good sizes for photograph portfolio ?
April 18, 2005 2:49 PM   Subscribe

Photograph and portfolio questions ...

Hi , i've got two college interviews in the next two weeks and i have to show them a portfolio of my work , im wondering what is the best size of photo to use , 10x12 ?
Also i'd like to know how to use photoshop 7 to stretch this cropped item into a full photo.
posted by sgt.serenity to Media & Arts (5 answers total)
I would recommend working from the uncropped photo instead. If you "stretch" that tall, narrow cropped version it's going to distort pretty badly.

If you want to do it anyway, you go to Image > Image Size, turn off Constrain Proportions, and change the width to whatever you like.
posted by bcwinters at 3:44 PM on April 18, 2005

aye , i just cant seem to get my head around how you can increase the impact of an image by cropping but you're left with this strange unprintable long tall sally of a thing.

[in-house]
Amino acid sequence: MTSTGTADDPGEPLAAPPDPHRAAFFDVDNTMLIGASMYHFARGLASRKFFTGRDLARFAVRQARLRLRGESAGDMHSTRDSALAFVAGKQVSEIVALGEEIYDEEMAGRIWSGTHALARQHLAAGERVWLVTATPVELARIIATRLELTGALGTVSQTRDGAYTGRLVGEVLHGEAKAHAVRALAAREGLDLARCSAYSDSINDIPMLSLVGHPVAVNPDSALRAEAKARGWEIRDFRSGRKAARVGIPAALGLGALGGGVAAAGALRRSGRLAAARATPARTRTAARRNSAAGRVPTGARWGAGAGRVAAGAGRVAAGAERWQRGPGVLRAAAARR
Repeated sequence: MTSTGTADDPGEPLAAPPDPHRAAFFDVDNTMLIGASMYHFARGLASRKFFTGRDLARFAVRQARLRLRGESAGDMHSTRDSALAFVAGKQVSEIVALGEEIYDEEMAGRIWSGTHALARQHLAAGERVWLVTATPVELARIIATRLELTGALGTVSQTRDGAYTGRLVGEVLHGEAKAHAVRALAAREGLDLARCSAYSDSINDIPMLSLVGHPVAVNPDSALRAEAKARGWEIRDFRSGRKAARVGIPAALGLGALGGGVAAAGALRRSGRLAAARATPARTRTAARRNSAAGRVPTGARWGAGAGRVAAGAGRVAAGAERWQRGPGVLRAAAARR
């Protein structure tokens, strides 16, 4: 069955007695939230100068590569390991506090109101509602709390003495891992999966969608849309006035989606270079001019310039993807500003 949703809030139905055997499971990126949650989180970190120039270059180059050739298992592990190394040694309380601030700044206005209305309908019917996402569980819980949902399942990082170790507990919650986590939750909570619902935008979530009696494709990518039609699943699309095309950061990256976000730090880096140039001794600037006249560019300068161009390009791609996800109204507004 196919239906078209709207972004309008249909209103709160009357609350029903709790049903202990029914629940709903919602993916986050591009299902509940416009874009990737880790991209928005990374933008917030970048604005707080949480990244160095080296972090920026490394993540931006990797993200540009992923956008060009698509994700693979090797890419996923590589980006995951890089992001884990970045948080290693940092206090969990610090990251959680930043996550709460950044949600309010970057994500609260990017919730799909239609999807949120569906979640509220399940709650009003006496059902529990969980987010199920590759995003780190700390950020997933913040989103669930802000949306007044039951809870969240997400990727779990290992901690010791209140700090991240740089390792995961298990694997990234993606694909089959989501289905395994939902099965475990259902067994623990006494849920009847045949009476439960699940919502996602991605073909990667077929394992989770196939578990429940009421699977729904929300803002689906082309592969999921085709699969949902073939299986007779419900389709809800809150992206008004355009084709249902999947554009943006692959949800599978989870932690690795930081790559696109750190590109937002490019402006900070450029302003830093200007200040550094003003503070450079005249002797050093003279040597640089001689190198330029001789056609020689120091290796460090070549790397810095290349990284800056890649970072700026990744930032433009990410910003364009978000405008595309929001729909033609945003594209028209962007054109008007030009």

I could maybe double it up somehow , i have no idea how to explain to the man at the print shop what i want.
posted by sgt.serenity at 3:58 PM on April 18, 2005

first go to Image Size and make the whole picture bigger, then crop. (it really depends how hi-res the scan is tho to begin with--how many dpi?)
posted by amberglow at 4:55 PM on April 18, 2005

I'm not sure I understand your confusion about the cropping, but what usually happens with a cropped image is that you tell them the paper size you want them to use for the longest side (so if your image is 3 inches wide by 9 inches high, they will use an 8x10 inch sheet of paper, and there will be 2.5 blank inches on either side of the 3 inch image, plus .5 inch on the top and bottom). That blank paper is either trimmed off or matted over.

I think the individual shots in your portfolio can be cropped and trimmed to whatever dimensions are best for the image. You don't have to worry about odd proportions if you choose a size of matboard that will fit the largest of your prints (e.g. 11x17), and mount each photo to a sheet of that matboard. Now you have a nice even stack that is easy to flip through, and no one touches the actual photograph.
posted by xo at 6:38 PM on April 18, 2005

I think your confusion is coming from thinking that you somehow have to fill the piece of photo paper. Forget that, sarge. Imagine big juicy white borders on your image, that's the ticket.

Then mount 'em as xo says, whap into a portfolio case and you're set.
posted by bonaldi at 7:13 PM on April 18, 2005

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